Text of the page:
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Trouble in Oz: Study Supporting Oz-Promoted Diet Pills Formally Retracted

dr. oz

Dr. Oz is making headlines again for products he’s promoted not passing “scientific muster.” Four months ago, the well-known doctor was skewered in a Senate hearing on false claims made in advertising for weight loss products; in part due to a lack of scientific evidence supporting those claims. Now, a study supporting diet pills containing green coffee bean extract (GCBE) and promoted by Dr. Oz has been retracted.

The study was one our own Mary Hartley, R.D. came out against, and now it seems the study’s lead researchers want to take it all back.

“The sponsors of the study cannot assure the validity of the data so we, Joe Vinson and Bryan Burnham, are retracting the paper,” the scientists posted in a statement online.

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What Do Americans Eat? Kale, Gluten-Free, and Organics Top 2014 Food Trends

food statistics

Food trends come and food trends go. One year we’re all raving about Sriracha, the next we’re falling for the cronut. For the last 30 years, Parade has surveyed those trends and other American eating habits.

This year, foods like snack bars and frozen sandwiches have risen in popularity. As more people eat on the go, convenience foods are going to see a natural rise. According to Parade‘s survey:

  • 27 percent of main dishes made at home are frozen or ready-to-eat meals.
  • 80 percent of our meals are prepared at home, and over half of them are made from scratch or fresh ingredients.

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The 9 Best Gilmore Girls Food Indulgences, or the Gastronomic Nightmare That is the Gilmore Girls’ Diet

gilmore girls food

If you’re anything like me, you’ve spent the last 10 days or so in a Gilmore Girls-induced haze. Ever since the entire series was added to Netflix on October 1, I confess that I’ve been binge watching almost every night.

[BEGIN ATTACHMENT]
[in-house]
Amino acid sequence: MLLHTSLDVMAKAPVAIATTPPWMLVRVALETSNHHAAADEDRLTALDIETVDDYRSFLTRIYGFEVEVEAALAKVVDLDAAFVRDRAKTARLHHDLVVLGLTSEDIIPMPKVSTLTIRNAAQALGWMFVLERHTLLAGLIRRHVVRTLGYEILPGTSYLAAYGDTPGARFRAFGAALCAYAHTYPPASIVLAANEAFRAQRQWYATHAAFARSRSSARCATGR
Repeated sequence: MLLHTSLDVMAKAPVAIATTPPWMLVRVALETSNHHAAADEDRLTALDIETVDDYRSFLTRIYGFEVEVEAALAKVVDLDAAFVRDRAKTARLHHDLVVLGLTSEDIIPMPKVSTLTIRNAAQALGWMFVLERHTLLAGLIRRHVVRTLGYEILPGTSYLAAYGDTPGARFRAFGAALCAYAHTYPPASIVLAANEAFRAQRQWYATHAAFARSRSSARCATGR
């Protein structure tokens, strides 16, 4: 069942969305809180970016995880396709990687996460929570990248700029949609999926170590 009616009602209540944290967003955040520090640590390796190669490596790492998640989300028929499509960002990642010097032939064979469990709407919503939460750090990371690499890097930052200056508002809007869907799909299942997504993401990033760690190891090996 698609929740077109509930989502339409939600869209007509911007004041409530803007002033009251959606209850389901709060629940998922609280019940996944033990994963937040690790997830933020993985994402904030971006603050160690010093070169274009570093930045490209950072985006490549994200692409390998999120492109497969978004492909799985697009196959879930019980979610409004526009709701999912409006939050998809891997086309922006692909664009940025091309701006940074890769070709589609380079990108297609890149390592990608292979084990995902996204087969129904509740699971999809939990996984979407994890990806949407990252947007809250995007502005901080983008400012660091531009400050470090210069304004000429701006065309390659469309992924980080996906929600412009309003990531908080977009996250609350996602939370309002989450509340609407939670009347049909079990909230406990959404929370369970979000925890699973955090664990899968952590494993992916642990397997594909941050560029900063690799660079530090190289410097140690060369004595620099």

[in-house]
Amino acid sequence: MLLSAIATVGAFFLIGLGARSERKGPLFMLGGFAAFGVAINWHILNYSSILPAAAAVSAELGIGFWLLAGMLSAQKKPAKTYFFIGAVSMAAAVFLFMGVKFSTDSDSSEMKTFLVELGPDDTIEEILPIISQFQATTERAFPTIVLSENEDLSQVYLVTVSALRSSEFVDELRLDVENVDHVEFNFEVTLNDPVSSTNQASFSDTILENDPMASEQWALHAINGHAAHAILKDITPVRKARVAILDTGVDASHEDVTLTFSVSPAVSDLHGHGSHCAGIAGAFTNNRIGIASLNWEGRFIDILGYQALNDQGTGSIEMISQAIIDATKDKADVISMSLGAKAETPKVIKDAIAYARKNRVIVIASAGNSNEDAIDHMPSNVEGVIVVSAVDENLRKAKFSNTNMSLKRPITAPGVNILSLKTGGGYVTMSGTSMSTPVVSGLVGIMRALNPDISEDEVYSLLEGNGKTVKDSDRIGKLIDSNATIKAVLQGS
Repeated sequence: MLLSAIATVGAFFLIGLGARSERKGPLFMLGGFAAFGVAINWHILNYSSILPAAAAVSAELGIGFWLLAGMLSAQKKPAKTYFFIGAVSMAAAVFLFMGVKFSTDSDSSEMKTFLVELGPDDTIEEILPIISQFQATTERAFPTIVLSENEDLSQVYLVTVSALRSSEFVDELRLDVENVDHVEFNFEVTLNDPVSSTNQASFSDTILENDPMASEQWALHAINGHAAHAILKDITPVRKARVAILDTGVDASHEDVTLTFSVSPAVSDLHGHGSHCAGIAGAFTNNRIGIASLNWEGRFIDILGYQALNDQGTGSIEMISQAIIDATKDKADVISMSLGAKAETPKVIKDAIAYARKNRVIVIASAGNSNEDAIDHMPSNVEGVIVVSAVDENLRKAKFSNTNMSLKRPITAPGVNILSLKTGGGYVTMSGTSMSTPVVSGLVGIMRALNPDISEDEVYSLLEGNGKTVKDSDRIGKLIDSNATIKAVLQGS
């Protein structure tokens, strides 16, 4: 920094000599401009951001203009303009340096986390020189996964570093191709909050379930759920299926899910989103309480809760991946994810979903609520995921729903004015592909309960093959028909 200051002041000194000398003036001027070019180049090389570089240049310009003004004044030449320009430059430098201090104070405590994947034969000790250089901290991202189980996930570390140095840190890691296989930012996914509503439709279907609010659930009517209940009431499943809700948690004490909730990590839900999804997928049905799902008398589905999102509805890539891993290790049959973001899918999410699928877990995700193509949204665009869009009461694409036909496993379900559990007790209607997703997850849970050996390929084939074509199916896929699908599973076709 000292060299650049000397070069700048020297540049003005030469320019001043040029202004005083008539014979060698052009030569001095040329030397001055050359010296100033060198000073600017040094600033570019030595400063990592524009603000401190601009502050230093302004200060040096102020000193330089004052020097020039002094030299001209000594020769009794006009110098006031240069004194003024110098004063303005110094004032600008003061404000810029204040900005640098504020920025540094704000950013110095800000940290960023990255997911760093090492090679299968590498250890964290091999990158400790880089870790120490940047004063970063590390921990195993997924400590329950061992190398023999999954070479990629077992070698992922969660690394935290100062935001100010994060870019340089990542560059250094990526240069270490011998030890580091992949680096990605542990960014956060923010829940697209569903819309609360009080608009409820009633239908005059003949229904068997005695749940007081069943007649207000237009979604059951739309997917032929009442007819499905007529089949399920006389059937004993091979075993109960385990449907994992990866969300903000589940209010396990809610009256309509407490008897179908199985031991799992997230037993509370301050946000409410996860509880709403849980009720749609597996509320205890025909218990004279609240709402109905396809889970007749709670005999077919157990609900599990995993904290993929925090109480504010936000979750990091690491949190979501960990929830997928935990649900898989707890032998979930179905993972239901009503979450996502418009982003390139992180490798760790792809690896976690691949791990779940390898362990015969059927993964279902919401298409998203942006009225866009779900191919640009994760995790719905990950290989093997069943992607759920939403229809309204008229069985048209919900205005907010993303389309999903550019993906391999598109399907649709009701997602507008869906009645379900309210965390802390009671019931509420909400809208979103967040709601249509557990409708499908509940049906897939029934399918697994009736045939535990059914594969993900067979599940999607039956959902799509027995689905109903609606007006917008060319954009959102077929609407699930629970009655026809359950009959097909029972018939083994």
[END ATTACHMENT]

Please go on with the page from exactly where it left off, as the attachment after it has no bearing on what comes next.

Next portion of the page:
Several things have stuck out to me while re-watching the series. I’ve marveled at the quick, witty script, cringed at the awful early 2000′s fashion, and enjoyed pre-Bridesmaids Melissa McCarthy. However, the thing that’s stuck out to me the most has to be the food. It’s a running gag that the titular Gilmore Girls eat like crap and somehow manage to still look amazing. To celebrate (and condemn) the gastronomic nightmare that is the Gilmore Girls diet, here’s a countdown of some of their top indulgences.

gilmore girls chinese food
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Jennifer Lawrence Bashes Gwyneth’s Gluten-Free Eating Disorder; Ed Sheeran’s Vodka Diet

jennifer lawrence

When Celebrity Diets are No More Than an Eating Disorder

Leave it to Jennifer Lawrence to keep it almost too real. This time, the Hunger Games and X-Men actress is making headlines for sharing her not-so-flattering opinion of Gwyneth Paltrow’s gluten-free diet.

In an interview with Vanity Fair, Lawrence called the Gwyneth’s diet choice “the cool new eating disorder,” describing it as “I just don’t eat carbs.”

Those are pretty harsh words for a diet that’s purportedly followed for medical reasons.

“It doesn’t follow that gluten-free dieters are then eating disordered. Many people have aberrant eating patterns but don’t meet the diagnostic criteria for an eating disorder,” explained our resident nutrition expert, Mary Hartley, RD.

In her new book, It’s All Good, Paltrow wrote, “Every single nutritionist, doctor and health-conscious person I have ever come across…seems to concur that (gluten) is tough on the system and many of us are at best intolerant of it and at worst allergic to it.”

While gluten intolerance may be a real medical issue for Paltrow and her family, Lawrence wasn’t entirely in the wrong for labeling gluten-free eating as the latest “it” starvation diet.
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Exercise is Driving Us to Drink! Do You Imbibe after a Workout?


We know exercise can make you thirsty, but a new study is suggesting physical activity is making people reach for something quite a bit stronger than water.

In the study, published in Health Psychology, researchers asked participants to track their alcohol consumption and when they exercised over three stretches of 21 days. Strangely, the records showed that people tended to drink more on the days they exercised more.

Participants in the study reported more physical activity from Thursday to Sunday, meaning they exercised more on the weekends. They also drank more too, but it’s already known that people drink more on weekends than they do during the week. It would have been case closed for the study had the researchers not put a control in place to account for increased drinking on the weekends.

“We adjusted for the day of week, so any associations between physical activity and alcohol consumption could not be attributed to the fact that it was, for example, a Saturday,” said lead study author David E. Conroy in a statement.
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